Thinking in Systems Key Idea #5: Disproportionate power
The main cause for corrupt systems, enabling overuse.
So, it’s clear that all systems share common features, but some of them can produce extremely unnatural and even problematic behavior. This often happens when the subsystems within a system each have their own, separate goal, causing what’s known as policy resistance. Here’s how it works: If one factor within the system somehow gets the upper hand, therefore using it to shift the direction of the system’s purpose, all of the others will have to work twice as hard to pull it back in line. This can cause a system that appears stuck, which will end up reproducing the same problems over and over again. For instance, drug traffickers and addicts both want the supply of drugs to be high, but law-enforcement wants the opposite. This means that when the law prevents drugs from crossing a border, prices on the street will rise. As a result, addicts commit more crime to pay the higher prices and suppliers invest in planes and boats that can evade the authorities. Correcting a system like this requires letting go and making the energy and resources available, so that every part of each subsystem can unite. This way they can find a situation that works for everyone. But there can be other problems in a system. For example, a system that uses a resource that’s fairly common and also unsustainable will inevitably collapse. If land is used by several shepherds who keep adding animals to their herds, the land itself will stop being able to support the shepherds, as the grass will lack the time necessary for regrowth, and the roots will lose their grip on the soil, the rain washing it away. Why does this happen? This is due to the fact that feedback between these resources and the parties using the resource either doesn’t exist or is somehow delayed. In order to avoid this inevitable collapse, education of the system’s users is necessary, so that they’re able to understand how their actions will affect the resource they need and how they can restore it by regulating their use of it.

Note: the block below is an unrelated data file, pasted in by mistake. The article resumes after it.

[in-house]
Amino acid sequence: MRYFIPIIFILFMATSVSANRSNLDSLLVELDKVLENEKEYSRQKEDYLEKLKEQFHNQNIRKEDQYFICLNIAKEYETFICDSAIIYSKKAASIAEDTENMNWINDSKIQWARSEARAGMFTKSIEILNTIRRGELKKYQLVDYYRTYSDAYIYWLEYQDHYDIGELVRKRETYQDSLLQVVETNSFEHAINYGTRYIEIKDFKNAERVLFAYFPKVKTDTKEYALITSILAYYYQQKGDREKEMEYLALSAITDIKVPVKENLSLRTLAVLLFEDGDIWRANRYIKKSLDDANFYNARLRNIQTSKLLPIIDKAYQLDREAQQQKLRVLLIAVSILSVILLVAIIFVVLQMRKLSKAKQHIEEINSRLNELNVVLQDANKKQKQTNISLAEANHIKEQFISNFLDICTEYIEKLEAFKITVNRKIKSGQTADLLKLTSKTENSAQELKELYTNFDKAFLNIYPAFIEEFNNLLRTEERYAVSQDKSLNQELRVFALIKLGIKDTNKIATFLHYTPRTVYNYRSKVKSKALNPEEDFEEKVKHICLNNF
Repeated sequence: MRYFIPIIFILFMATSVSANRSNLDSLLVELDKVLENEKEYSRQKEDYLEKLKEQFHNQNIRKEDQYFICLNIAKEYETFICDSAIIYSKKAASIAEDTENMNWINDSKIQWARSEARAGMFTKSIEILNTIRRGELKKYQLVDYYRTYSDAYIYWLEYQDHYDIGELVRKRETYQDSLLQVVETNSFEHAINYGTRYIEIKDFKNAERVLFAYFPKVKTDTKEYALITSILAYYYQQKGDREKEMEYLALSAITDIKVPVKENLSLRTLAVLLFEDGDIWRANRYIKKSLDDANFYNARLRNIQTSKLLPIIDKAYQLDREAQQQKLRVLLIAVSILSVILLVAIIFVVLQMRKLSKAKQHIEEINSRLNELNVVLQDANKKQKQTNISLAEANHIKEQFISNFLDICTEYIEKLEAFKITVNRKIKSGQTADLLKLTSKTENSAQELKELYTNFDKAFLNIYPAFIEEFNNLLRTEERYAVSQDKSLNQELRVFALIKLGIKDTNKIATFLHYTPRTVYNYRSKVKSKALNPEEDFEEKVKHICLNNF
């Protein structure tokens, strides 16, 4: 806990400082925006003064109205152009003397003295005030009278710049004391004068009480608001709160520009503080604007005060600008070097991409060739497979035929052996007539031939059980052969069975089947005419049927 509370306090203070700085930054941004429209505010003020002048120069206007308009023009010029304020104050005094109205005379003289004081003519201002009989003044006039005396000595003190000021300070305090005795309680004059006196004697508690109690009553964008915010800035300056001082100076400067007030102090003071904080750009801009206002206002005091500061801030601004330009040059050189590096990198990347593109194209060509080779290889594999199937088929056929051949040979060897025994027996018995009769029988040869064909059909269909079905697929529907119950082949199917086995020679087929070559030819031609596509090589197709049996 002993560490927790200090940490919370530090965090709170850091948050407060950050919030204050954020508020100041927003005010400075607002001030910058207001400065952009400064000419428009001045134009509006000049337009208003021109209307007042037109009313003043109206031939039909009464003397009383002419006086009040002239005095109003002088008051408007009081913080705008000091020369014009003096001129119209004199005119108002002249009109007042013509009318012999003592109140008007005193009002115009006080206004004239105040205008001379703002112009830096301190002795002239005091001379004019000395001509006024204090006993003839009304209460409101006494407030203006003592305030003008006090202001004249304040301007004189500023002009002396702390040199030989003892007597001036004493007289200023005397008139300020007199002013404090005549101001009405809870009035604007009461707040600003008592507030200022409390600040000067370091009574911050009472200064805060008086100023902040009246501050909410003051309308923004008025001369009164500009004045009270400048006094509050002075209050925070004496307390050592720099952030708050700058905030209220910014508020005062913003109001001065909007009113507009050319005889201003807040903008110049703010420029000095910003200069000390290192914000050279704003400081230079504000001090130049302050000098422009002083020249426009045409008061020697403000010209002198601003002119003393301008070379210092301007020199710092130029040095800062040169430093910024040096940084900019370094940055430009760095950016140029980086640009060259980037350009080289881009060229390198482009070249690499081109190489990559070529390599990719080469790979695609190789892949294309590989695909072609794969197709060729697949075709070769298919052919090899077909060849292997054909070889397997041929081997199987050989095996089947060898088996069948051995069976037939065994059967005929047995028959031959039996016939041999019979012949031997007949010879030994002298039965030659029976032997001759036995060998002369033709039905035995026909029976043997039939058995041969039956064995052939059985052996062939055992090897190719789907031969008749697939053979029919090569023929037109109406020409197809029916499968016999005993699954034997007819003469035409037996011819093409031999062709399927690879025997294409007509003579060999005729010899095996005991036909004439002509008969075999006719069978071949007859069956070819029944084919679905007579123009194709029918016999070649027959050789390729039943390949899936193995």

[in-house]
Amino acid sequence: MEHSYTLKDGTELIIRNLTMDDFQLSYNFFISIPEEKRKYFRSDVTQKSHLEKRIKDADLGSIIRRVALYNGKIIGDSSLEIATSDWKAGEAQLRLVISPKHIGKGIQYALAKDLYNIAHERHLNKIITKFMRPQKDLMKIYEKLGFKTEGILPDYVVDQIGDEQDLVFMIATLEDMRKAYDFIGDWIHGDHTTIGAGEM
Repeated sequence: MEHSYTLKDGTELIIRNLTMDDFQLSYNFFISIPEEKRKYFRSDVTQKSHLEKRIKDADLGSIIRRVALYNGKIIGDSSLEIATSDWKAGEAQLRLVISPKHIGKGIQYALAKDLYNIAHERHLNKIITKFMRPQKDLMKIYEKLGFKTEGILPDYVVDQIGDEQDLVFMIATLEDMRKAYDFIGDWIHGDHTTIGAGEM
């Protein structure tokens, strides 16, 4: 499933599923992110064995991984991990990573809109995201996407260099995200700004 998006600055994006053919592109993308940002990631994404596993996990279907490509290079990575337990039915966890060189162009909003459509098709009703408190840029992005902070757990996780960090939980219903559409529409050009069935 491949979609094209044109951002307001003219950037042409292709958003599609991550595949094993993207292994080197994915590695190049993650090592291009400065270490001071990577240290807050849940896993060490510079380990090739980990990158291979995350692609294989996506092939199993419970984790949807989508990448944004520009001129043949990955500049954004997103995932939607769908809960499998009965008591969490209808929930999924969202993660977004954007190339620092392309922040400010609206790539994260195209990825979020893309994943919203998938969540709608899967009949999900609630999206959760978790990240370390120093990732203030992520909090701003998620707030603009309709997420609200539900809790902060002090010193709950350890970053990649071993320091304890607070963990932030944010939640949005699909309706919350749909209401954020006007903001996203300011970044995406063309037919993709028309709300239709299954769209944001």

Thinking in Systems Key Idea #6: Observe and Adjust
You can physically adjust a system to improve its efficiency.
Throughout all of this, the question that’s likely been on your mind is: why don’t we just find a way to make systems produce more good and less bad? Well, you’re in luck. That’s because by changing buffers, system design and delays, we can produce more effective systems. How? Well, system buffers – like time, inventory and storage space – must be of optimal size to properly function. This means that increasing a buffer’s capacity can stabilize a system. However, increasing it too much will make the system inflexible. This is why businesses buy minimal inventory—allowing there to be the occasional product shortage, which is cheaper than simply investing in the costly storage of goods that the company might not actually sell. System design is another important factor. This is based on the fact that a system that’s been designed properly allows for maximum efficiency, is less prone to malfunctions, and is able to better understand its own limits and bottlenecks. For example, in that past, there was only one road between east and west Hungary, which ran through the capital city. The congestion that this road produced couldn’t be fixed by the simple addition of traffic lights, meaning that the system required a total redesign. Finally, delays – the time it takes a system or its actors to notice and respond to change – represent another point of leverage. Every system has delays, but when they become too long term, a system will struggle to respond to any new, short term changes. As a result, delays should be proportional to a system’s rate of change. A good example of this is in the case of global economics, in which the world is always pushing for more rapid economic growth. However, the physical reality of elements like factories, technologies, prices, and ideas don’t change at the same rate. In other words, there’s a delay. This means that slowing growth down and then giving technology and prices the time they need to catch up would make the system more efficient.